When visiting Mkuze Game Reserve in South Africa, I spent a few hours sitting with a friend in one of the hides overlooking a small waterhole. It was amazing to sit there listening to the birds and the sounds of the bush and to watch various animals come to drink. Most of the animals would emerge from the trees, walk down to the water’s edge and drink in one smooth movement. But not the big male giraffe. Time and time again he prepared to bend low to drink, only to quickly stand up again alarmed by some sound or movement. I watched fascinated as he tried over and over again to drink, never feeling quite safe enough to make himself vulnerable to do so. After about half an hour I felt quite desperate for him and rejoiced when he finally bent down fully and got a drink.
The lesson here is that feeling safe is critically important to all beings. Without it we cannot thrive. A feeling of safety is essential to us and to our ability to perform. The greater the feeling of safety, the more we can take risks. and the more we can develop as individuals.
Depression is the most common complaint of individuals seeking mental health care. By 2020 depression will be the 2nd most disabling health condition in the world (Lopez et al., 2006).
Alarming statistics perhaps and yet what is more alarming is that many people are not even aware that they are suffering from depression. They are not able to recognise the signs and symptoms of depression in themselves or others. This lack of knowledge is causing unnecessary suffering and it’s important that we change this state of ignorance and educate ourselves so that we can:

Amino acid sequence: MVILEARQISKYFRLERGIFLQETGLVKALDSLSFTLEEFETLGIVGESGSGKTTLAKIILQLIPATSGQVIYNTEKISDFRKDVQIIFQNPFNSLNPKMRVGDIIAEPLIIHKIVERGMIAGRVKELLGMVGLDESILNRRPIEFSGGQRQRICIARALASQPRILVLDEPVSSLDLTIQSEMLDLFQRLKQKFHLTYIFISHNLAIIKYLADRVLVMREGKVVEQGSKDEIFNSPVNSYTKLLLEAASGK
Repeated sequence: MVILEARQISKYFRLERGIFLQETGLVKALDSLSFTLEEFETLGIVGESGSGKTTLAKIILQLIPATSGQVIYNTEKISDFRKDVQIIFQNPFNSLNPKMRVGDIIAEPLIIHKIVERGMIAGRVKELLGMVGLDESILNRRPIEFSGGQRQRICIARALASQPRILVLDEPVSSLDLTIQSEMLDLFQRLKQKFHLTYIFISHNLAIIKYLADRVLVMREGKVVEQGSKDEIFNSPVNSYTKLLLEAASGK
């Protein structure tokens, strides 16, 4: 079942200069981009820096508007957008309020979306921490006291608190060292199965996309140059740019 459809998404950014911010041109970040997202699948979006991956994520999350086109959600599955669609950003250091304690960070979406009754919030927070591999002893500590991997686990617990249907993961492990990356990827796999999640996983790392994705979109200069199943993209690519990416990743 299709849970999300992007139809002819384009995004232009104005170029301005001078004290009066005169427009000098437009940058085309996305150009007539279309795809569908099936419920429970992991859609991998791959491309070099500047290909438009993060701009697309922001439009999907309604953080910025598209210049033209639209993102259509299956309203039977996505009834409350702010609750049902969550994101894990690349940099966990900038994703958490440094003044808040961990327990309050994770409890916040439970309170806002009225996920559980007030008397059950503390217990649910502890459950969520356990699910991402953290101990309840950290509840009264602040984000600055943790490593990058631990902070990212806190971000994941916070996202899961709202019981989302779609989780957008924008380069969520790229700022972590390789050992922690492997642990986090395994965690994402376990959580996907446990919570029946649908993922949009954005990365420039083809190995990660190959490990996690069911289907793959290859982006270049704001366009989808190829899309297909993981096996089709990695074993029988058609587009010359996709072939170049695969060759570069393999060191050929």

Before attending a conference for the Professional Speakers Association of Southern Africa, I took the opportunity to visit the Kruger National Park with many of the international guests who had come to South Africa for the conference. Like so many foreign tourists, all they wanted to do was see big cats – leopard, lion and cheetah. I too, have rarely seen leopard in the wild, so was as eager as they were. As luck would have it, however, we saw everything except cats! Our disappointment was compounded by a conversation I had with a young German doctor, who was with me on a walk one morning. He had seen almost nothing but cats! Three leopards, as well as lion and cheetah. But then later, when I thought about it, I realised that while my group may not have seen what we were hoping to, we had still had a wonderful time, and had seen many other magnificent animals.
The lesson here is that it’s not about having what you want, but wanting what you have. If we are always looking for something else, we may easily fail to notice and appreciate what we already have. Celebrate the here and now!